“We have multiple stories to tell,” says Overton. “What stories are we telling and how can we better tell them? We’ve got to look at ways to make the properties that we manage, which include buildings and green spaces, work harder to help tell the story.”

One of the projects Overton and his team wanted was to create a “front porch” of sorts for Historic Pensacola. Overton sees the T.T. Wentworth as that point of entry.

“It’s a visual icon,” says Overton. “People know the building and we can do a better job of getting people in there and once they are in there, giving them a better overview of what we have in terms of all of our locations. We need to focus that experience to make sure it is a good one.”

Other potential changes include expanded operating hours, night and weekend programming, and augmented reality experiences. Augmented reality allows visitors to see digital mapping of historic sites on handheld devices so that visitors can see what was there before. The Trust unveiled its interpretive plan on Oct. 20 at the Museum of Commerce.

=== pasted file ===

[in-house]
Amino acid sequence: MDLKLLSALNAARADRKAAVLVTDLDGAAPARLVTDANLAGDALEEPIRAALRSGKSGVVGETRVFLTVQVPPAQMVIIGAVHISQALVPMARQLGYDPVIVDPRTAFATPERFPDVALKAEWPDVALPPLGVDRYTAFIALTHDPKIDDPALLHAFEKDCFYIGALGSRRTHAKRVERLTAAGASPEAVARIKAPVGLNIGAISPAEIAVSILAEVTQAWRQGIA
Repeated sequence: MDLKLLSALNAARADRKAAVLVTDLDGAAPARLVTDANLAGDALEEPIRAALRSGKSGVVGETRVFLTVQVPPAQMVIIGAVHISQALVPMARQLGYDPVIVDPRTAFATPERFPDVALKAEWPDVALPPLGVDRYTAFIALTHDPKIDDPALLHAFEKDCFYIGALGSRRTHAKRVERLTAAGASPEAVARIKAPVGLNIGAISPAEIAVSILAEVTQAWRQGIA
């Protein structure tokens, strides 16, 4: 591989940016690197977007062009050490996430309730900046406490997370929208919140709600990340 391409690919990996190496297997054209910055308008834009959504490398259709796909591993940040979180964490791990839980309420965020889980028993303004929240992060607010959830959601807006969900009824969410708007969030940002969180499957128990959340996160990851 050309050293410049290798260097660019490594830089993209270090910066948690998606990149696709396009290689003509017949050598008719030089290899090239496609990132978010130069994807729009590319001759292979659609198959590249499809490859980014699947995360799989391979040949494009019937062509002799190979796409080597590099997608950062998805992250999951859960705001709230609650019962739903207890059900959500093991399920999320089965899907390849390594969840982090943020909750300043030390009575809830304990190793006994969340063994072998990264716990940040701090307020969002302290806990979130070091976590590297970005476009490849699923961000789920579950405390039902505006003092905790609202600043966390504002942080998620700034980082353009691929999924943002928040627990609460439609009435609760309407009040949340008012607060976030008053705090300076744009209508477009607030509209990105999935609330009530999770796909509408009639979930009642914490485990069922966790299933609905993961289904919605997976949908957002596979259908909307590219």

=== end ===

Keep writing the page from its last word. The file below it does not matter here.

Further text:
The Trust’s annual report also shows a growing interest in the historic culture and properties in Downtown Pensacola. Historic Pensacola’s visitor rates are growing year by year. The downtown properties hosted 115,304 visitors in the 2014-15 fiscal year, approximately 11,291 of those were school children. In addition, another Trust property, Milton’s Arcadia Mill, hosted 6,900 visitors. The organization has a full time staff of 19, a part time staff of 15 to 20, and about 40 volunteers. In 2014-15, there were a total of about 4,120 volunteer hours served.  Many of the properties serve as venues for Trust events and are available for private rentals. In the 2014-2015 fiscal year a total of 302 special events were held at Trust properties.

Pensacola is a city rich in history, and much of that history centers on Pensacola’s historic, waterfront downtown district. No doubt the expanded efforts of the UWF Historic Trust will have a positive impact on quality of life and tourism growth in our area for years to come.